New Solar Panel Technology May Boost Efficiency

Philip Jia/Guardian

Renewable energy sources — specifically solar panels — have become increasingly popular in the United States. And now, in light of their popularity, researchers’ new methods and data can predict how to generate the most power from sun energy.

Using solar panels (known as solar photovoltaic, or PV, systems), sunlight can be used to create energy. Placement of the panels greatly determines how much of this energy can be obtained.

Environmental engineering professor Jan Kleissl and a team of graduate students are working to increase the efficiency of solar panels. To do this, they are using public satellite data to determine at which orientation solar panels can operate at maximum efficiency. This can be found by tracking the data of angles, positioning and the solar panel’s level of rotation for a year. Kleissl and his team also monitor how much extra energy a tracking solar panel can receive versus a fixed panel.

“We take publicly available satellite data of sunshine (solar irradiance) and simulate how much solar energy systems at different orientations would be able to produce over the year,” Kleissl said. “The optimum orientation consisting of an azimuth and a tilt angle is found and displayed on a map.”

The map, which is publicly available on Google Earth, predicts the energy output of the solar panels. The goal is to make solar panels “see” the sun as long as possible, maximizing energy output. As efficiency and output increases, the price of solar power decreases, making it a better alternative to fossil fuels.

Kleissl published a paper in Renewable Energy that summarized his research on ray-tracking technologies, using data gathered from May to October 2010. The paper said solar panels must be installed at optimal angles toward the sun to obtain maximum energy.

The research team are working with the California Energy Commission, the Department of Energy and the California Public Utility Commission.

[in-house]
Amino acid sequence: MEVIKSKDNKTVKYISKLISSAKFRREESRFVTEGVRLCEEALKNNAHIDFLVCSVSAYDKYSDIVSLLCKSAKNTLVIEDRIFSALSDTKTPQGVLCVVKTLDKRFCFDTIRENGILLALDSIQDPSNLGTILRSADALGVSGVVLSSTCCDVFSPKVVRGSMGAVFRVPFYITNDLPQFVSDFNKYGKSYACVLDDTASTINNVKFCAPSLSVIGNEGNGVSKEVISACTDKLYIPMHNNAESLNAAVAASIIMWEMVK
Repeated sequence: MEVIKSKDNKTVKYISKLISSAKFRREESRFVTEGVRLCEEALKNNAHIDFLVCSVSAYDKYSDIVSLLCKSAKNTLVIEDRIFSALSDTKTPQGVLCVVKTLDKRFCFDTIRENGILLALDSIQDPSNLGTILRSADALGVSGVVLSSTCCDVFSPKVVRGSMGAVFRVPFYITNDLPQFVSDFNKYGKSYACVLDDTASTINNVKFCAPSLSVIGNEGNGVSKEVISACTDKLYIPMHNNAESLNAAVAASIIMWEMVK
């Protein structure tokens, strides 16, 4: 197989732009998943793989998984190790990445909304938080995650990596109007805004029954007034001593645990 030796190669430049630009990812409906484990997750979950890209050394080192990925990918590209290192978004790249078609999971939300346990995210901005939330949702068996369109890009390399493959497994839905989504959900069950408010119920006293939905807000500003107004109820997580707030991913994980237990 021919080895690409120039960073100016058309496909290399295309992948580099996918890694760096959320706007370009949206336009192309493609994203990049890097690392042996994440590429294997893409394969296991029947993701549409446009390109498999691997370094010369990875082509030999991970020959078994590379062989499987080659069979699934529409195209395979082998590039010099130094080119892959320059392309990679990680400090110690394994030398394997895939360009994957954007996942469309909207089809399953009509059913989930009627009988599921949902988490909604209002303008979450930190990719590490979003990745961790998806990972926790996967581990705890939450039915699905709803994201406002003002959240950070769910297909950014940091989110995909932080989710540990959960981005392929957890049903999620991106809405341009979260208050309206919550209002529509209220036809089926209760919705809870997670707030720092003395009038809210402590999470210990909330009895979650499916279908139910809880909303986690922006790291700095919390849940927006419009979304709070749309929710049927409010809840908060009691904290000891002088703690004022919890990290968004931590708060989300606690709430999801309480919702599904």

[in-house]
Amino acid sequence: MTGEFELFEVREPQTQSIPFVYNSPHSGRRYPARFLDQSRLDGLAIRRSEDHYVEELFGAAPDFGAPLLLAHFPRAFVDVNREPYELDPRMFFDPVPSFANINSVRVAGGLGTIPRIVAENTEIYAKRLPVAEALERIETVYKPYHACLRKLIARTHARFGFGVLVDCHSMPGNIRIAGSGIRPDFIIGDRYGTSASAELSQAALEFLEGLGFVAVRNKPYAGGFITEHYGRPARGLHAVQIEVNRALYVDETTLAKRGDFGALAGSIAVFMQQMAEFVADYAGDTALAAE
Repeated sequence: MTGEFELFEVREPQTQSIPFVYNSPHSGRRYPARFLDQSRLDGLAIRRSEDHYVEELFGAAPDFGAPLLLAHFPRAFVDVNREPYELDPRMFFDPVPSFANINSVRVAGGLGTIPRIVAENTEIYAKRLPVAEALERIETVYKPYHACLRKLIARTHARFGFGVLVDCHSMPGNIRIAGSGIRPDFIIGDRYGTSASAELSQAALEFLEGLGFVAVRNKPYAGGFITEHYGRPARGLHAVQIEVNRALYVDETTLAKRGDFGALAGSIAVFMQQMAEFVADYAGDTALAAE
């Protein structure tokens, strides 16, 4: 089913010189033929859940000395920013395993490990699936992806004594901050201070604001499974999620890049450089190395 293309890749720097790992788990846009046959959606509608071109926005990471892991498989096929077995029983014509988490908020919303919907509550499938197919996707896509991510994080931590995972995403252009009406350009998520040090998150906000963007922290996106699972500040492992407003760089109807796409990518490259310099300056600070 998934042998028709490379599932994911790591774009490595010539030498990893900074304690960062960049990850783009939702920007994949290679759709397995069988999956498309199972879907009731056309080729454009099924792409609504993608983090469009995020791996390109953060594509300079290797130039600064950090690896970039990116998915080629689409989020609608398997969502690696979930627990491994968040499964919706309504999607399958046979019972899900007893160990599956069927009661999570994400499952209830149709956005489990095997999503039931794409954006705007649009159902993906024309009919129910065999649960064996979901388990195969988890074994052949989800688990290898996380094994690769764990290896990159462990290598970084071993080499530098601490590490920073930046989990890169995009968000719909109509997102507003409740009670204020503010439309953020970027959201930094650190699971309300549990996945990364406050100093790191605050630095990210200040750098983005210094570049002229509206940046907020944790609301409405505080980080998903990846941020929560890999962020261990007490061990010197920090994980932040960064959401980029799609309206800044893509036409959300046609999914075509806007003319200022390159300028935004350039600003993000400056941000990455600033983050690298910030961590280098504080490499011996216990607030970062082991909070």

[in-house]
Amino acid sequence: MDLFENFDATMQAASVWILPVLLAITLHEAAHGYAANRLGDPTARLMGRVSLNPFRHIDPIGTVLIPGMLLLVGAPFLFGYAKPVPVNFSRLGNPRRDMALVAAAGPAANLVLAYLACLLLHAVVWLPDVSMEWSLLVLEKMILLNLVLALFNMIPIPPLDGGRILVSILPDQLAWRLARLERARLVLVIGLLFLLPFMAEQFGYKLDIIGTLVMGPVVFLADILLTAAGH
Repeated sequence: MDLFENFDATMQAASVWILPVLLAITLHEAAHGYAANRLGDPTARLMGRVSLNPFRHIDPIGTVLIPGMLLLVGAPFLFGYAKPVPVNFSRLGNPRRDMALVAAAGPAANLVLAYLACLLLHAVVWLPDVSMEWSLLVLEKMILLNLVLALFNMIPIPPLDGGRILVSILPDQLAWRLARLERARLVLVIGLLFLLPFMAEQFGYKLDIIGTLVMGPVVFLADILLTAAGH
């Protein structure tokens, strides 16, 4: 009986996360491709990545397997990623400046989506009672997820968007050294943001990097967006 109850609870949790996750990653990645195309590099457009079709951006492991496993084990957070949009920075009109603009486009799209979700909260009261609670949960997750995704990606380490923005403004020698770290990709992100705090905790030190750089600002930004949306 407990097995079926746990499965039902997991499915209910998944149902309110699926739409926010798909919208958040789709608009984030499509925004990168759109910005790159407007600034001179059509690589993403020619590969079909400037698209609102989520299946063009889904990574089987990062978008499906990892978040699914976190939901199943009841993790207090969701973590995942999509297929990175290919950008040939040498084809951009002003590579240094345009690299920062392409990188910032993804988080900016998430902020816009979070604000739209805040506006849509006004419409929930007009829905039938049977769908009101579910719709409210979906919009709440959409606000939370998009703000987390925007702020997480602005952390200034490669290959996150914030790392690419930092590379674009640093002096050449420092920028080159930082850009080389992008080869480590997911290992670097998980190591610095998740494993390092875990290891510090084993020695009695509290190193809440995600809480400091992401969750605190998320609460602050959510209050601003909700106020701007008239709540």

“[The purpose is to] lower costs, provide expertise and facilitate grid-integration of solar power in California and the nation,” Kleissl said.

Kleissl hopes that in providing this information, solar panels will be installed where they will be most effective.

The methods for optimizing solar panels are not new, but Kleissl’s work is the first to apply it to the entire country, not just a single site.  Using this research, firms can increase the amount of energy they receive from panels, which may be very valuable in coastal areas such as San Diego and Los Angeles.  The result would lessen reliance on other forms of energy, especially during peak hours of energy consumption.

Moving forward, Kleissl will start looking more into the economic side of the issue.

“We will refine results geographically by examining shading,” Kleissl said. “We will take into account electricity tariffs to optimize economics of solar power.”

Until now, one of the complaints about solar energy is its high cost. Kleissl hopes to make solar panels a more attractive alternative as the country continue to shift their sources of energy production.

Kleissl realizes that the solar power technology is far from saturated, and he is eager to begin more projects.

“There are many challenges and fun projects in solar power,” Kleissl said.

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